Both the petitioner and the creditor have argued extensively their respective theories. There is no need to consider said arguments, because in the opinion rendered today in the case of Arsuaga v. District Court, ante, p. 958, the main points thus argued are covered. As we there interpreted the law, the same is not unconstitutional as petitioner claims it would be in this case if the payment of the costs is ordered without giving petitioner an opportunity to be heard. The parties themselves voluntarily agreed that in case of foreclosure the costs of the proceedings would be covered by a specified amount, which was fixed by mutual agreement and could be recovered in the same manner as the other amounts secured by the mortgage.

Now, then, in the instant case, we find that the creditor, after the foreclosure proceeding had been commenced, ceded his claim to the United Porto Rican Sugar Co., and agreed not to prosecute the claim except as to the “incident of costs and attorney’s fees.” The assignee appeared in the proceeding brought by the original creditor, that is, in civil case No. 16058 of the District Court of Humacao, Elias B. Wilcox v. Josefa Soler Ríos de Rocafort, concerning the foreclosure of a mortgage, and filed a motion together with the public documents evidencing the assignment, and requested the court to “consider petitioner substituted as the plaintiff *970in this case, except in regard to the incident of costs, and that petitioner be considered also as having abandoned this summary foreclosure proceeding, except as to the recovery of costs, for which plaintiff Elias B. Wilcox will remain as plaintiff.”

Said motion was decided by the court as follows:

“On reading the motion filed by United Porto Rican Sugar Co. (of Porto Rico), and the documents accompanying the same, the United Porto Rican Sugar Company (of Porto Rico) is considered as the plaintiff in this case, except in regard to the recovery of costs, and as having abandoned this mortgage foreclosure proceeding except as to the recovery of costs for which Elias B. Wilcox is to remain as plaintiff.”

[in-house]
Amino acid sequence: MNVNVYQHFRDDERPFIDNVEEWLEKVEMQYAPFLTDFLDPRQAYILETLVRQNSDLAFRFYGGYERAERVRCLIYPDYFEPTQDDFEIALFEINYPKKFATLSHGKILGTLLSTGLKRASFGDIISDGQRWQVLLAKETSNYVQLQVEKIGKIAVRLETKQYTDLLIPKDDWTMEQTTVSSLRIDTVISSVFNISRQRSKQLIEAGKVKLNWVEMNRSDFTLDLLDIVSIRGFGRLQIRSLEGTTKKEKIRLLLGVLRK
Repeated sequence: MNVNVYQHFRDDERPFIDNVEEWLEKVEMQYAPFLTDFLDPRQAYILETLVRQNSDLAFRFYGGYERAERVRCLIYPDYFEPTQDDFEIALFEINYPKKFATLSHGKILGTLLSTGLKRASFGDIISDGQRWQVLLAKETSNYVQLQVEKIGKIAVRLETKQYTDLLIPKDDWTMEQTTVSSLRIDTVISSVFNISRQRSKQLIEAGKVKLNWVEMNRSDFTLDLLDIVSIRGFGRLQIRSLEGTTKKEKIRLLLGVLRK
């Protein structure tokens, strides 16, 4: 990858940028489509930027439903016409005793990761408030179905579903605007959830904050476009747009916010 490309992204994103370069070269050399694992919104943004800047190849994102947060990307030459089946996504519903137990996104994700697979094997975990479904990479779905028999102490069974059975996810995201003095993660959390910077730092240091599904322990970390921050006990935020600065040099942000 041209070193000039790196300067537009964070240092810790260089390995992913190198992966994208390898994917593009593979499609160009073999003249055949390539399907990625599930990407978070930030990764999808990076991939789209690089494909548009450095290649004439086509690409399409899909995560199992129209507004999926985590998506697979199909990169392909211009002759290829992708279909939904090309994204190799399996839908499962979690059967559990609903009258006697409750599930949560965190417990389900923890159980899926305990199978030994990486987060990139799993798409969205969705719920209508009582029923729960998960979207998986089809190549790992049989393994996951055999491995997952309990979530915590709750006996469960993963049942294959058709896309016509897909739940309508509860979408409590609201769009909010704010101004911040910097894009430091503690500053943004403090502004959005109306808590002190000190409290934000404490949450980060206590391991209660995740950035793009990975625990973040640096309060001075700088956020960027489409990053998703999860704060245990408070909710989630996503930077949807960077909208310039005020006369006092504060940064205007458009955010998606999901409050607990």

From the very language used by the assignee in his motion to the court and by the court itself, it is apparent that a deviation from the summary foreclosure proceeding authorized by the Mortgage Law is involved. Said proceeding is not really a contested suit, for the “judgment” which must be rendered is agreed, fixed, and consented to by the parties to the contract and is executed at the will of the creditor, by showing, of course, before the competent authority that it is a proper case according to the contract and the law, the debtor reserving the right to demand the stay thereof in the cases specified in article 175' of the Regulations, and to establish his other claims in the corresponding plenary suit.

That being so, how could the proceeding be continued only to recover the costs? The costs are fixed for the case where judicial action is necessary to collect the debt. In this case, action was taken in court to collect the debt, but the latter was collected by the assignment without the aid of the court. The mortgage security for the payment of costs is subject to the collection of the debt by judicial action. As a matter of fact, the summary mortgage foreclosure proceeding herein terminated when the assignee abandoned the action to recover the debt.

*971We must not be understood as deciding that the original creditor or his assignee has no right by virtue of the costs incurred as the result of the failure of the debtor to pay in time. We do not decide this point. What we do decide is that it is not proper to resort to the procedure for the collection of costs prescribed by the Code of Civil Procedure in force, nor to the special procedure followed by the district court, within a summary proceeding brought under the Mortgage Law; and that after said proceeding has been commenced and the creditor, having collected the debt, abandons the summary proceeding, the same can not be continued exclusively to recover the costs. The order demanding payment issued in said foreclosure proceeding No. 16058 must be annulled and similarly as to all subsequent orders made; and the case is remanded to the district court in which it originated, for further proceedings in conformity with the law.